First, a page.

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Commission pledges to protect consumers who want to invest sustainably but lacks ambition

Today, the Commission published its long-awaited Retail Investment Strategy (RIS), together with accompanying legislative proposals.

This new strategy aims to protect consumers while promoting sustainable investments. Multiple studies have consistently demonstrated that a significant majority of retail investors, ranging from 60% to 80% (1), want to invest their money sustainably. However, they encounter various challenges notably due to the existing regulatory framework in the European Union.

"The European Commission's retail investment package takes a step in the right direction, but it's like a band-aid on a broken bone. If the EU genuinely wants to empower retail investors with reliable advice and transparent sustainability information, it needs to roll up its sleeves and do some heavy lifting. EU co-legislators must craft a stronger framework that helps individuals make well-informed and sustainable investment choices," Mathilde Nonnon, policy officer at the WWF European Policy Office said. 

The RIS provides an unprecedented opportunity to guarantee consumers have access to trustworthy financial advice, including on sustainable investments. Today, 45% of financial advisors admit to having no sustainability training at all (2), which hampers their ability to effectively incorporate their clients' sustainability preferences, as required under EU law.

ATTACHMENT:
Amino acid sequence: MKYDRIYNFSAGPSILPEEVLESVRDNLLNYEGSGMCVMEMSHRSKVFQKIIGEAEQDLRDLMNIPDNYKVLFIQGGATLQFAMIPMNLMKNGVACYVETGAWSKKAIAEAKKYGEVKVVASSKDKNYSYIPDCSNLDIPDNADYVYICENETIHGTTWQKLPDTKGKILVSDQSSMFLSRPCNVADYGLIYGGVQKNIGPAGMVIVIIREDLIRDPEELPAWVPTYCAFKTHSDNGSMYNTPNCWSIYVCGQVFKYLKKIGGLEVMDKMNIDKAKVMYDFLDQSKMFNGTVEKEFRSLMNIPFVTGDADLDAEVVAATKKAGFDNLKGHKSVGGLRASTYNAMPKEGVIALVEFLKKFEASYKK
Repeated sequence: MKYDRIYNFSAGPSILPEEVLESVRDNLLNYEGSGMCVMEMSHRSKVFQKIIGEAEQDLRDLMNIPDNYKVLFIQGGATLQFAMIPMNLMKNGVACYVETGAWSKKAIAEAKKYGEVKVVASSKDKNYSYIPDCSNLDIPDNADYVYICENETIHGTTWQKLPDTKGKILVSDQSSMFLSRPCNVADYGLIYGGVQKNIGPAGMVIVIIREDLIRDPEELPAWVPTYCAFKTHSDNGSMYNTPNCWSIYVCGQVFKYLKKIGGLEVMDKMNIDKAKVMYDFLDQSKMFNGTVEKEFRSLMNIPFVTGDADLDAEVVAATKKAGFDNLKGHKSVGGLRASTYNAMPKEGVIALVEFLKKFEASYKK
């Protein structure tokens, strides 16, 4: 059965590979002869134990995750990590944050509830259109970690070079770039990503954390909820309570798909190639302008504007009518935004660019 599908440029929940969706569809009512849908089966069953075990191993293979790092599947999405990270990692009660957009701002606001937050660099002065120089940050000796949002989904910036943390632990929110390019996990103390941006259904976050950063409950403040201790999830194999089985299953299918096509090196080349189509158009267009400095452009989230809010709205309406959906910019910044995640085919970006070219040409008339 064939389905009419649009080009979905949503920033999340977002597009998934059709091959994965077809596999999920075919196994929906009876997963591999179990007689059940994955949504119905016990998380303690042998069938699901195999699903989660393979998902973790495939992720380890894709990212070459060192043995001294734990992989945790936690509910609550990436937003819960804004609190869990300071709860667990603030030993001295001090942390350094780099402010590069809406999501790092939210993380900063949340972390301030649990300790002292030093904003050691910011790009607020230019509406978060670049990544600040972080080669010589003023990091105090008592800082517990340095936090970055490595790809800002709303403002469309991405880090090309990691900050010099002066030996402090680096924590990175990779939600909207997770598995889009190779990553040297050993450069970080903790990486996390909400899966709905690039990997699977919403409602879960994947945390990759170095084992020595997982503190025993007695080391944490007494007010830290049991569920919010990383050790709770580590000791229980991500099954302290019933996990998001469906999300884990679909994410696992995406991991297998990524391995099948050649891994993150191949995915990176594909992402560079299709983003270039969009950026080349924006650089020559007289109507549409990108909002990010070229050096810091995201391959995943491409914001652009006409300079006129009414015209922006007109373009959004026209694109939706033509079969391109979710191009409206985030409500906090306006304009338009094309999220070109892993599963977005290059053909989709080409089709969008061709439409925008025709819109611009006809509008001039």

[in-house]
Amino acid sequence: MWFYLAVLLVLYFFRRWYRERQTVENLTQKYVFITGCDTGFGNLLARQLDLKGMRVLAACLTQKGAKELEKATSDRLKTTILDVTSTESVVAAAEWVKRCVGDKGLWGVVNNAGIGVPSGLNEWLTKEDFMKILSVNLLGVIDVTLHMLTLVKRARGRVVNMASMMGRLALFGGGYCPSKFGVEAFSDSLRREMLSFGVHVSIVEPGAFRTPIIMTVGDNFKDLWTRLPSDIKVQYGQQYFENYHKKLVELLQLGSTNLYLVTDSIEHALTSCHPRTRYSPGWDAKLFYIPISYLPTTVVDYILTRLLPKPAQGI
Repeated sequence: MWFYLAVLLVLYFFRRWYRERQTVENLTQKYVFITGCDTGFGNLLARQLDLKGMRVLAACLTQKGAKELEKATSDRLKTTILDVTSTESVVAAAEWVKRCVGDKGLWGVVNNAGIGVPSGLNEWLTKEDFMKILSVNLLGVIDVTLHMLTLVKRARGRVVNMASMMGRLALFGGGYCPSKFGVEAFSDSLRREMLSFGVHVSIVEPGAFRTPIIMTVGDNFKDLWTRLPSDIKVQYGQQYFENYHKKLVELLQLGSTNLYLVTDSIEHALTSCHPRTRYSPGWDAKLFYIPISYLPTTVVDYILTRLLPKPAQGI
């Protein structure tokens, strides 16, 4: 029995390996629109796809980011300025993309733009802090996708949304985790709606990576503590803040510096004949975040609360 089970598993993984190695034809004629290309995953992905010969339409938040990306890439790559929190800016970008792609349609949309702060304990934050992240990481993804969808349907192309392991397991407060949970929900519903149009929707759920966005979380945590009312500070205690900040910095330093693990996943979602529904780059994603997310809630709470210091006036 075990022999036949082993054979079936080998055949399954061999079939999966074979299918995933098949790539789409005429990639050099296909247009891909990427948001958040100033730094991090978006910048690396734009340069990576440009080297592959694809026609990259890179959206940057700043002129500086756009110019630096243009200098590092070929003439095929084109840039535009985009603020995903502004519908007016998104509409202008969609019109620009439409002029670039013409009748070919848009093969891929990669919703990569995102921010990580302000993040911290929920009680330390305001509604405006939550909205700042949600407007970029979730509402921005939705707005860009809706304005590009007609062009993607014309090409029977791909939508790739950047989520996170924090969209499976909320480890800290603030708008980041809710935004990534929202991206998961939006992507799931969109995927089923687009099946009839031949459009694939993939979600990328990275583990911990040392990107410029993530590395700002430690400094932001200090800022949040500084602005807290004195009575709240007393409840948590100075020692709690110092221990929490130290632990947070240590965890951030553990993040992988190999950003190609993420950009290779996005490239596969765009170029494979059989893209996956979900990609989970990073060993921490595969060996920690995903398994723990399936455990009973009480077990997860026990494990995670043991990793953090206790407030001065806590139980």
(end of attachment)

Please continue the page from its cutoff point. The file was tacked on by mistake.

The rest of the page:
WWF welcomes the review of the Markets in Financial Instruments Directive (MIFID), a crucial component of the Retail Investment Strategy, which includes a requirement to strengthen the sustainability expertise of financial advisors. However, WWF regrets that the requirement of systematically offering sustainable investment products to retail investors has not been included in the proposal, despite being requested by a majority of respondents in the Commission's public consultation on the Renewed Sustainable Finance Strategy. 

Furthermore, WWF advises that a delegated act specifies the manner in which financial advisors inquire about the sustainability preferences of their retail clients. This would provide clarity to clients and legal certainty to financial advisors.

Currently, many consumers are still struggling to understand which financial product is sustainable or not. Therefore, WWF also welcomes the review of the Packaged Retail and Insurance-Based Investment Products (PRIIPS) regulation: this is a crucial opportunity to integrate key sustainability information about financial products for retail investors in a standardised manner. If successful,  retail investors will be able to easily understand whether each fund is expected to have positive or negative sustainability impacts. 

Note to the editor: 

(1) Natixis (2016), Mind shift: getting past the screens of responsible investing; Schroeders (2017), Global Perspectives on sustainable investing; Maastricht University (2019), “Get Real, Individuals Prefer More Sustainable Investments; University of Cambridge (2019), “Walking the talk: Understanding consumer demand for sustainable investing”; 2° Investing Initiative (2020), “A Large Majority of Retail Clients Want to Invest Sustainably” provides a larger overview.


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